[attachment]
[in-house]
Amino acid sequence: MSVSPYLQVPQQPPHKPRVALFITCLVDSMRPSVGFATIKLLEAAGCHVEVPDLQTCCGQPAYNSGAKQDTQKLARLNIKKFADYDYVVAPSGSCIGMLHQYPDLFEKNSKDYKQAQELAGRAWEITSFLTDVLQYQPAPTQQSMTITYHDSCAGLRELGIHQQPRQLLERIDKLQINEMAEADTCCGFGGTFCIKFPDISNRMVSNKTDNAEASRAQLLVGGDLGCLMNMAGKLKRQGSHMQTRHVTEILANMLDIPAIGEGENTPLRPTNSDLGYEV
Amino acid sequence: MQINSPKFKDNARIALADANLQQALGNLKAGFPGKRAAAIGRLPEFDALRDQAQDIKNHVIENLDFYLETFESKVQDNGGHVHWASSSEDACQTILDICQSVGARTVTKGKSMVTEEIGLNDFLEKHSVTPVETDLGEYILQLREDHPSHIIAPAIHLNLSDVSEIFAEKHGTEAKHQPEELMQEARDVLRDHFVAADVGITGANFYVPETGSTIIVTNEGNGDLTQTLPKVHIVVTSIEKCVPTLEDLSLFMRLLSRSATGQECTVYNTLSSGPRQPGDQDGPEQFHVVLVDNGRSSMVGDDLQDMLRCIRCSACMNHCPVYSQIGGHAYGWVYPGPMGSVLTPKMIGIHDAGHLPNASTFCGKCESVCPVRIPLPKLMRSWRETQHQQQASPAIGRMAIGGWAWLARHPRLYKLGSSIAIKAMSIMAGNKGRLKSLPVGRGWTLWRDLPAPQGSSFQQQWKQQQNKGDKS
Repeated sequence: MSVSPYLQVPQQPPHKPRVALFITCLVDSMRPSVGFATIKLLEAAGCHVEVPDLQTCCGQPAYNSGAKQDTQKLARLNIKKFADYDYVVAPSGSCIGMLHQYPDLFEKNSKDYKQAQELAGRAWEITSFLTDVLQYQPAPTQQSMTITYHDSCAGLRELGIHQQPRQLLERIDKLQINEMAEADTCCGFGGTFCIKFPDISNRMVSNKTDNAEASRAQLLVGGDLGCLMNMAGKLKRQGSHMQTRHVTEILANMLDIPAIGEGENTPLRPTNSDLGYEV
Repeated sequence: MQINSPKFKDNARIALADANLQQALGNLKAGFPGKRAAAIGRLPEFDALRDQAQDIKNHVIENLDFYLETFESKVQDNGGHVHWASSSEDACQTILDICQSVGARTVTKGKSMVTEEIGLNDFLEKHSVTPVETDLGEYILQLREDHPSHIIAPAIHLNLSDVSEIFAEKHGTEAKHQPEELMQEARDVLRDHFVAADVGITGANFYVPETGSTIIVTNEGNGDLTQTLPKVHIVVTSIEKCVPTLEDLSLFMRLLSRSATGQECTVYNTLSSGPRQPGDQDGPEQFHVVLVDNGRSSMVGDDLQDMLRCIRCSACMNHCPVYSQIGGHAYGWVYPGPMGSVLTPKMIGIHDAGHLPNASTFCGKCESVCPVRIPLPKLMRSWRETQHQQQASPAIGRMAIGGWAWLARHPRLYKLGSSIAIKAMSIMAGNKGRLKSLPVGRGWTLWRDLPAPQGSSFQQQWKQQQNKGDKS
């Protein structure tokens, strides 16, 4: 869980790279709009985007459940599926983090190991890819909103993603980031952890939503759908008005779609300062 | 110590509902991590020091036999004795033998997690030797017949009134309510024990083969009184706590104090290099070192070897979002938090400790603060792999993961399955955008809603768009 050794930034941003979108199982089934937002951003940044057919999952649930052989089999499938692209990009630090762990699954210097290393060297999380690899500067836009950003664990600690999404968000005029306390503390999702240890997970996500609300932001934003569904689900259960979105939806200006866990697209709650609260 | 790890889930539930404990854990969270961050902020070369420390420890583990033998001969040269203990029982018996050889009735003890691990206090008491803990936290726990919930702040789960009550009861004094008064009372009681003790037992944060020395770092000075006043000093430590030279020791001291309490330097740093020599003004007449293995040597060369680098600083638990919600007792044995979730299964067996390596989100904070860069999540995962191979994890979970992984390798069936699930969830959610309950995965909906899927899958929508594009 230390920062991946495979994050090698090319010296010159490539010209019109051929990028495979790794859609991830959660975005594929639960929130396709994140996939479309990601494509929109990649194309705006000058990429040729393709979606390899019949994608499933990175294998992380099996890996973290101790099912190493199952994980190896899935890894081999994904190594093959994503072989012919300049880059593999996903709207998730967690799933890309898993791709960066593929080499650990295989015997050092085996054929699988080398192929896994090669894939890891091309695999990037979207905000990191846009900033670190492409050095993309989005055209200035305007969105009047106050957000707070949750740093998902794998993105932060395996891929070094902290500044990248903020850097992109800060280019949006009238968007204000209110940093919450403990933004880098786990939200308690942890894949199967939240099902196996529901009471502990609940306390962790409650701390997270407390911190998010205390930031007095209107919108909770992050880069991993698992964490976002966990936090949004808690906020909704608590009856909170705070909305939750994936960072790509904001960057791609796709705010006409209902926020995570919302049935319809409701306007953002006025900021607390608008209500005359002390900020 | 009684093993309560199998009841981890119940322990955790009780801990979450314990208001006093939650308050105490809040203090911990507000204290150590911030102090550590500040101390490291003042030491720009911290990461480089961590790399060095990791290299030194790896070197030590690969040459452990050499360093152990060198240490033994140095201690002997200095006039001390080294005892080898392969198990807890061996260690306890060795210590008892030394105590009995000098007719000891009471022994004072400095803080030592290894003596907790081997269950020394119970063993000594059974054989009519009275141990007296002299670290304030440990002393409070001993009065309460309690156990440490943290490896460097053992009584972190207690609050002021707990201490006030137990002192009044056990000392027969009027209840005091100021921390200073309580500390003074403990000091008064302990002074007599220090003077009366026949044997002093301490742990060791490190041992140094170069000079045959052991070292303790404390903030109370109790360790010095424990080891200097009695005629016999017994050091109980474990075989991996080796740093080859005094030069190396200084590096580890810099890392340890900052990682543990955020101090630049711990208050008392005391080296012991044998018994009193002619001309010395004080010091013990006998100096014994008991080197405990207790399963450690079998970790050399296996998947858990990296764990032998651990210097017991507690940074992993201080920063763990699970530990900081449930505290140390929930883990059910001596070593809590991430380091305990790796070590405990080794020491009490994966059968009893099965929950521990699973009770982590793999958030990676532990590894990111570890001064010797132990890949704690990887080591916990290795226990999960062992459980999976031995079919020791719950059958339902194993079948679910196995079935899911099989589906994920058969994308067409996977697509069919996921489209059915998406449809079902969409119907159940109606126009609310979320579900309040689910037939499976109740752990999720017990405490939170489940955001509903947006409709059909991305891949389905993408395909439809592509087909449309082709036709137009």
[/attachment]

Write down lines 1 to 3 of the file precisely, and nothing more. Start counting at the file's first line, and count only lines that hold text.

[in-house]
Amino acid sequence: MSVSPYLQVPQQPPHKPRVALFITCLVDSMRPSVGFATIKLLEAAGCHVEVPDLQTCCGQPAYNSGAKQDTQKLARLNIKKFADYDYVVAPSGSCIGMLHQYPDLFEKNSKDYKQAQELAGRAWEITSFLTDVLQYQPAPTQQSMTITYHDSCAGLRELGIHQQPRQLLERIDKLQINEMAEADTCCGFGGTFCIKFPDISNRMVSNKTDNAEASRAQLLVGGDLGCLMNMAGKLKRQGSHMQTRHVTEILANMLDIPAIGEGENTPLRPTNSDLGYEV
Amino acid sequence: MQINSPKFKDNARIALADANLQQALGNLKAGFPGKRAAAIGRLPEFDALRDQAQDIKNHVIENLDFYLETFESKVQDNGGHVHWASSSEDACQTILDICQSVGARTVTKGKSMVTEEIGLNDFLEKHSVTPVETDLGEYILQLREDHPSHIIAPAIHLNLSDVSEIFAEKHGTEAKHQPEELMQEARDVLRDHFVAADVGITGANFYVPETGSTIIVTNEGNGDLTQTLPKVHIVVTSIEKCVPTLEDLSLFMRLLSRSATGQECTVYNTLSSGPRQPGDQDGPEQFHVVLVDNGRSSMVGDDLQDMLRCIRCSACMNHCPVYSQIGGHAYGWVYPGPMGSVLTPKMIGIHDAGHLPNASTFCGKCESVCPVRIPLPKLMRSWRETQHQQQASPAIGRMAIGGWAWLARHPRLYKLGSSIAIKAMSIMAGNKGRLKSLPVGRGWTLWRDLPAPQGSSFQQQWKQQQNKGDKS